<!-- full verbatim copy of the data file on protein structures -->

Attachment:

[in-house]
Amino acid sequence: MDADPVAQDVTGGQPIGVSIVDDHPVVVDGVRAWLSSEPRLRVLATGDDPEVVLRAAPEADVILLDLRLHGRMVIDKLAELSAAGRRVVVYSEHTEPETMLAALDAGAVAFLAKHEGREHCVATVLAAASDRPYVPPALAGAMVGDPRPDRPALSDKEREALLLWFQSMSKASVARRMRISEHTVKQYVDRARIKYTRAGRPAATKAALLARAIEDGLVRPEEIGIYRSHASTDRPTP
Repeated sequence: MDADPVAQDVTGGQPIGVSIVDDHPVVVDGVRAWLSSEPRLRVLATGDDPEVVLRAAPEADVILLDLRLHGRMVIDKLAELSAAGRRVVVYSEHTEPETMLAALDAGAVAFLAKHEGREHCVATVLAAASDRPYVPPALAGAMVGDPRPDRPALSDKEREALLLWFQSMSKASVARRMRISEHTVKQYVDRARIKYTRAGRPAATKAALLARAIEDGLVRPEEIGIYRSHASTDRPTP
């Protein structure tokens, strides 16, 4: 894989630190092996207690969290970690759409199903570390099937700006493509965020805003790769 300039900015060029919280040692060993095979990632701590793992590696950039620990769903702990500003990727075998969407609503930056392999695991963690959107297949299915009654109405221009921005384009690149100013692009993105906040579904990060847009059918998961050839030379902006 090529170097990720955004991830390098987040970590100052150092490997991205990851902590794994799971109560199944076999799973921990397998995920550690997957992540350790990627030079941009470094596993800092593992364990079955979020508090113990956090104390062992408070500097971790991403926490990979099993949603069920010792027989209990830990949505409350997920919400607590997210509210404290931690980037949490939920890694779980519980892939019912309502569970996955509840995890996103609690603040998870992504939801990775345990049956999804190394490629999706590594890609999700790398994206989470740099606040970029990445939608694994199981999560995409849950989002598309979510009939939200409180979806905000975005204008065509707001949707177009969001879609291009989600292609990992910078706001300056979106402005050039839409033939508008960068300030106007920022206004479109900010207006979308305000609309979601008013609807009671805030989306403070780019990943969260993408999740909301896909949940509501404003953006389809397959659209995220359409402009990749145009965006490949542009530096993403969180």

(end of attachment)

[in-house]
Amino acid sequence: MDADPVAQDVTGGQPIGVSIVDDHPVVVDGVRAWLSSEPRLRVLATGDDPEVVLRAAPEADVILLDLRLHGRMVIDKLAELSAAGRRVVVYSEHTEPETMLAALDAGAVAFLAKHEGREHCVATVLAAASDRPYVPPALAGAMVGDPRPDRPALSDKEREALLLWFQSMSKASVARRMRISEHTVKQYVDRARIKYTRAGRPAATKAALLARAIEDGLVRPEEIGIYRSHASTDRPTP
Repeated sequence: MDADPVAQDVTGGQPIGVSIVDDHPVVVDGVRAWLSSEPRLRVLATGDDPEVVLRAAPEADVILLDLRLHGRMVIDKLAELSAAGRRVVVYSEHTEPETMLAALDAGAVAFLAKHEGREHCVATVLAAASDRPYVPPALAGAMVGDPRPDRPALSDKEREALLLWFQSMSKASVARRMRISEHTVKQYVDRARIKYTRAGRPAATKAALLARAIEDGLVRPEEIGIYRSHASTDRPTP
């Protein structure tokens, strides 16, 4: 894989630190092996207690969290970690759409199903570390099937700006493509965020805003790769 300039900015060029919280040692060993095979990632701590793992590696950039620990769903702990500003990727075998969407609503930056392999695991963690959107297949299915009654109405221009921005384009690149100013692009993105906040579904990060847009059918998961050839030379902006 090529170097990720955004991830390098987040970590100052150092490997991205990851902590794994799971109560199944076999799973921990397998995920550690997957992540350790990627030079941009470094596993800092593992364990079955979020508090113990956090104390062992408070500097971790991403926490990979099993949603069920010792027989209990830990949505409350997920919400607590997210509210404290931690980037949490939920890694779980519980892939019912309502569970996955509840995890996103609690603040998870992504939801990775345990049956999804190394490629999706590594890609999700790398994206989470740099606040970029990445939608694994199981999560995409849950989002598309979510009939939200409180979806905000975005204008065509707001949707177009969001879609291009989600292609990992910078706001300056979106402005050039839409033939508008960068300030106007920022206004479109900010207006979308305000609309979601008013609807009671805030989306403070780019990943969260993408999740909301896909949940509501404003953006389809397959659209995220359409402009990749145009965006490949542009530096993403969180």